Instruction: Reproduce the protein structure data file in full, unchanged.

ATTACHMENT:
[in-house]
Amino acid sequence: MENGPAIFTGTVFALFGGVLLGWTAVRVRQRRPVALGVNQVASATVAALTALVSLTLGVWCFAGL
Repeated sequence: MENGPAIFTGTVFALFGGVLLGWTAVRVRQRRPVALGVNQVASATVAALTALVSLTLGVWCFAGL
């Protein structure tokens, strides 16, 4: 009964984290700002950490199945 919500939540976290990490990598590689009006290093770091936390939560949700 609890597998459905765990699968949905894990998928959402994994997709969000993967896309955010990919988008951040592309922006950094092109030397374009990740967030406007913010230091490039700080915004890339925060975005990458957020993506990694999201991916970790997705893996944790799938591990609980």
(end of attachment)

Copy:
[in-house]
Amino acid sequence: MENGPAIFTGTVFALFGGVLLGWTAVRVRQRRPVALGVNQVASATVAALTALVSLTLGVWCFAGL
Repeated sequence: MENGPAIFTGTVFALFGGVLLGWTAVRVRQRRPVALGVNQVASATVAALTALVSLTLGVWCFAGL
């Protein structure tokens, strides 16, 4: 009964984290700002950490199945 919500939540976290990490990598590689009006290093770091936390939560949700 609890597998459905765990699968949905894990998928959402994994997709969000993967896309955010990919988008951040592309922006950094092109030397374009990740967030406007913010230091490039700080915004890339925060975005990458957020993506990694999201991916970790997705893996944790799938591990609980």